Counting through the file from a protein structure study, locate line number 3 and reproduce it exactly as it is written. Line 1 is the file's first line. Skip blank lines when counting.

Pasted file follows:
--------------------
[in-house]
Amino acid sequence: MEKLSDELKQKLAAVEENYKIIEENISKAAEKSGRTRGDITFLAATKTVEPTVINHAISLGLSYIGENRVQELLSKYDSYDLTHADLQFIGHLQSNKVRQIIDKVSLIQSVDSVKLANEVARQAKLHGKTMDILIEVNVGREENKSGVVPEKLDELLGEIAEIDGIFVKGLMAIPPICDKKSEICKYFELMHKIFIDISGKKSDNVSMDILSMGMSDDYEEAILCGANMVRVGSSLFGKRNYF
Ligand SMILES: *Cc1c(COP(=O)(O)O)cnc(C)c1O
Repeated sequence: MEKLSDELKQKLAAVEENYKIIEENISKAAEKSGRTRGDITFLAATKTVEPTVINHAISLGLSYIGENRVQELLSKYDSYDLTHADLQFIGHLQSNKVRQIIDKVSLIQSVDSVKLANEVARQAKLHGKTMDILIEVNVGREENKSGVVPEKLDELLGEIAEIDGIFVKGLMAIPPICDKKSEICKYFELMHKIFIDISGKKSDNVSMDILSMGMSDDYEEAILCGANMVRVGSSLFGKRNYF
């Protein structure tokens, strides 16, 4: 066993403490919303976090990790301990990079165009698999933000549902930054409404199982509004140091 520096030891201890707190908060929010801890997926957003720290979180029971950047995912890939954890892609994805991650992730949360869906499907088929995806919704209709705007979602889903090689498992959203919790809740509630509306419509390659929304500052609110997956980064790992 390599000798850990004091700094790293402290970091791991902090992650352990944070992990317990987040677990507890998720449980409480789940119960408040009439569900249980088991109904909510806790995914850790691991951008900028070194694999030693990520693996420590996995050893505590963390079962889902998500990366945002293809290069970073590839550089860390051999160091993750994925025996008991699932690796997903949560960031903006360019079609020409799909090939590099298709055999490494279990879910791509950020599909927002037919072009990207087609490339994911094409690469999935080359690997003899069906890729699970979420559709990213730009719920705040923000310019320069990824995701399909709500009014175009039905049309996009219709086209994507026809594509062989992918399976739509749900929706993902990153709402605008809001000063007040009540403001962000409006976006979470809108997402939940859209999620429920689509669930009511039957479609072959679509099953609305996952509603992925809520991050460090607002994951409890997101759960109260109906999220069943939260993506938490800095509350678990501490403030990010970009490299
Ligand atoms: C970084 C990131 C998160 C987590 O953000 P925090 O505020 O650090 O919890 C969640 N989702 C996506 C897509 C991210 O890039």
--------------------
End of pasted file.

Ligand SMILES: *Cc1c(COP(=O)(O)O)cnc(C)c1O